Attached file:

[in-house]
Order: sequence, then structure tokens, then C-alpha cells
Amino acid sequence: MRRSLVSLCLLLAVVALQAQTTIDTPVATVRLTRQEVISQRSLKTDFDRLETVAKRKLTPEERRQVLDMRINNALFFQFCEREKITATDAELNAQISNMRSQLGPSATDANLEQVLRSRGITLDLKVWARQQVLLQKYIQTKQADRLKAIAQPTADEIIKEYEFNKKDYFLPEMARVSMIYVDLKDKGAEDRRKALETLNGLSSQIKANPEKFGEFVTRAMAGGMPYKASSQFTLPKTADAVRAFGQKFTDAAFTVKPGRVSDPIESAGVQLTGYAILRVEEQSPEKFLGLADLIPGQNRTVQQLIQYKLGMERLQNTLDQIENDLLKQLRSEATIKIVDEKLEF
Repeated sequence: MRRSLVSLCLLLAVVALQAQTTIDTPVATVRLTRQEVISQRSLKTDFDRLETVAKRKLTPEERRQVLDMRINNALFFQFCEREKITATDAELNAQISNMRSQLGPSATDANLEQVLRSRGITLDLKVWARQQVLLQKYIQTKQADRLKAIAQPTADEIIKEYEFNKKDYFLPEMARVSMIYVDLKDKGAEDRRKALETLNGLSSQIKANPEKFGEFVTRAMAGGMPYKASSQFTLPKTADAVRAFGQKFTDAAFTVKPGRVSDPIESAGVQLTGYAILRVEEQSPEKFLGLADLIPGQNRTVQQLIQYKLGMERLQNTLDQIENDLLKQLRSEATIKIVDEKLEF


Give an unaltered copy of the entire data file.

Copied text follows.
[in-house]
Order: sequence, then structure tokens, then C-alpha cells
Amino acid sequence: MRRSLVSLCLLLAVVALQAQTTIDTPVATVRLTRQEVISQRSLKTDFDRLETVAKRKLTPEERRQVLDMRINNALFFQFCEREKITATDAELNAQISNMRSQLGPSATDANLEQVLRSRGITLDLKVWARQQVLLQKYIQTKQADRLKAIAQPTADEIIKEYEFNKKDYFLPEMARVSMIYVDLKDKGAEDRRKALETLNGLSSQIKANPEKFGEFVTRAMAGGMPYKASSQFTLPKTADAVRAFGQKFTDAAFTVKPGRVSDPIESAGVQLTGYAILRVEEQSPEKFLGLADLIPGQNRTVQQLIQYKLGMERLQNTLDQIENDLLKQLRSEATIKIVDEKLEF
Repeated sequence: MRRSLVSLCLLLAVVALQAQTTIDTPVATVRLTRQEVISQRSLKTDFDRLETVAKRKLTPEERRQVLDMRINNALFFQFCEREKITATDAELNAQISNMRSQLGPSATDANLEQVLRSRGITLDLKVWARQQVLLQKYIQTKQADRLKAIAQPTADEIIKEYEFNKKDYFLPEMARVSMIYVDLKDKGAEDRRKALETLNGLSSQIKANPEKFGEFVTRAMAGGMPYKASSQFTLPKTADAVRAFGQKFTDAAFTVKPGRVSDPIESAGVQLTGYAILRVEEQSPEKFLGLADLIPGQNRTVQQLIQYKLGMERLQNTLDQIENDLLKQLRSEATIKIVDEKLEF